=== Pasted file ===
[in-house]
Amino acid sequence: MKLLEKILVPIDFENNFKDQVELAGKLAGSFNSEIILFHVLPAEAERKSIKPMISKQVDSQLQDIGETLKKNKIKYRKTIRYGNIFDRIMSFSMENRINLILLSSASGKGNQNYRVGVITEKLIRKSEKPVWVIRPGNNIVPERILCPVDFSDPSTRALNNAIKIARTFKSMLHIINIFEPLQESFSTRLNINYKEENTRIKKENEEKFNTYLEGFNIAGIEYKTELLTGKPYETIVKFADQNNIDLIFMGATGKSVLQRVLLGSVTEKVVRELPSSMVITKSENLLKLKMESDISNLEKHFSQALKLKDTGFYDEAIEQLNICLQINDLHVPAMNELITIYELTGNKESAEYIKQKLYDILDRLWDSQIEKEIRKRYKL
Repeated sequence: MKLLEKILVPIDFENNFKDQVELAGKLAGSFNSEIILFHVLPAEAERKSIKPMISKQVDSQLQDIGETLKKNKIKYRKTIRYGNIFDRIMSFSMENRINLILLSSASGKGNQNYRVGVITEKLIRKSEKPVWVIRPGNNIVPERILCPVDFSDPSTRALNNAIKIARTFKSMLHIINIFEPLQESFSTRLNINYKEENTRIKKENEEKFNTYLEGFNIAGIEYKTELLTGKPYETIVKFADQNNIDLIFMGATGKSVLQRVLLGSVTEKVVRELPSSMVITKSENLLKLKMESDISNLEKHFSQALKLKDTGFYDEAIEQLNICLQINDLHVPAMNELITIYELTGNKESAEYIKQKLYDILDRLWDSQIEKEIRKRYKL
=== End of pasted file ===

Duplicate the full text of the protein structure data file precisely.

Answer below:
[in-house]
Amino acid sequence: MKLLEKILVPIDFENNFKDQVELAGKLAGSFNSEIILFHVLPAEAERKSIKPMISKQVDSQLQDIGETLKKNKIKYRKTIRYGNIFDRIMSFSMENRINLILLSSASGKGNQNYRVGVITEKLIRKSEKPVWVIRPGNNIVPERILCPVDFSDPSTRALNNAIKIARTFKSMLHIINIFEPLQESFSTRLNINYKEENTRIKKENEEKFNTYLEGFNIAGIEYKTELLTGKPYETIVKFADQNNIDLIFMGATGKSVLQRVLLGSVTEKVVRELPSSMVITKSENLLKLKMESDISNLEKHFSQALKLKDTGFYDEAIEQLNICLQINDLHVPAMNELITIYELTGNKESAEYIKQKLYDILDRLWDSQIEKEIRKRYKL
Repeated sequence: MKLLEKILVPIDFENNFKDQVELAGKLAGSFNSEIILFHVLPAEAERKSIKPMISKQVDSQLQDIGETLKKNKIKYRKTIRYGNIFDRIMSFSMENRINLILLSSASGKGNQNYRVGVITEKLIRKSEKPVWVIRPGNNIVPERILCPVDFSDPSTRALNNAIKIARTFKSMLHIINIFEPLQESFSTRLNINYKEENTRIKKENEEKFNTYLEGFNIAGIEYKTELLTGKPYETIVKFADQNNIDLIFMGATGKSVLQRVLLGSVTEKVVRELPSSMVITKSENLLKLKMESDISNLEKHFSQALKLKDTGFYDEAIEQLNICLQINDLHVPAMNELITIYELTGNKESAEYIKQKLYDILDRLWDSQIEKEIRKRYKL